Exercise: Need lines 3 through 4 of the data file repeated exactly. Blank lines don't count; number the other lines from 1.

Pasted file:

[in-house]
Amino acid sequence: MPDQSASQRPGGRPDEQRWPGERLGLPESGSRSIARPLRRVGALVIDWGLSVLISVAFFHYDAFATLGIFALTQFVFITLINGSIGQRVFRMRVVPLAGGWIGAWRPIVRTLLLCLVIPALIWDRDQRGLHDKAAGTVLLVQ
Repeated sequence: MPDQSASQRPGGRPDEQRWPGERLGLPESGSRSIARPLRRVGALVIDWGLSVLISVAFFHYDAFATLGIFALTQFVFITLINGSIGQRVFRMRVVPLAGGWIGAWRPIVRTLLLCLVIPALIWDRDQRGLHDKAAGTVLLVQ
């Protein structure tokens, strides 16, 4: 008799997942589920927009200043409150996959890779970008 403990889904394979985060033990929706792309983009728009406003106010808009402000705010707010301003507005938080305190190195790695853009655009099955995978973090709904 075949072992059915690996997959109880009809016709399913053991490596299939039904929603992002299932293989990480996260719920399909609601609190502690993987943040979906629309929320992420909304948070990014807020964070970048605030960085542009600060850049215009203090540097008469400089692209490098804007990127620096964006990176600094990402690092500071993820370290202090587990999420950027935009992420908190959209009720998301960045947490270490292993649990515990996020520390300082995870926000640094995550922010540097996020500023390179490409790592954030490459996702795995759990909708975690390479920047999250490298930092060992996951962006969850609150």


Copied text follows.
Repeated sequence: MPDQSASQRPGGRPDEQRWPGERLGLPESGSRSIARPLRRVGALVIDWGLSVLISVAFFHYDAFATLGIFALTQFVFITLINGSIGQRVFRMRVVPLAGGWIGAWRPIVRTLLLCLVIPALIWDRDQRGLHDKAAGTVLLVQ
């Protein structure tokens, strides 16, 4: 008799997942589920927009200043409150996959890779970008 403990889904394979985060033990929706792309983009728009406003106010808009402000705010707010301003507005938080305190190195790695853009655009099955995978973090709904 075949072992059915690996997959109880009809016709399913053991490596299939039904929603992002299932293989990480996260719920399909609601609190502690993987943040979906629309929320992420909304948070990014807020964070970048605030960085542009600060850049215009203090540097008469400089692209490098804007990127620096964006990176600094990402690092500071993820370290202090587990999420950027935009992420908190959209009720998301960045947490270490292993649990515990996020520390300082995870926000640094995550922010540097996020500023390179490409790592954030490459996702795995759990909708975690390479920047999250490298930092060992996951962006969850609150």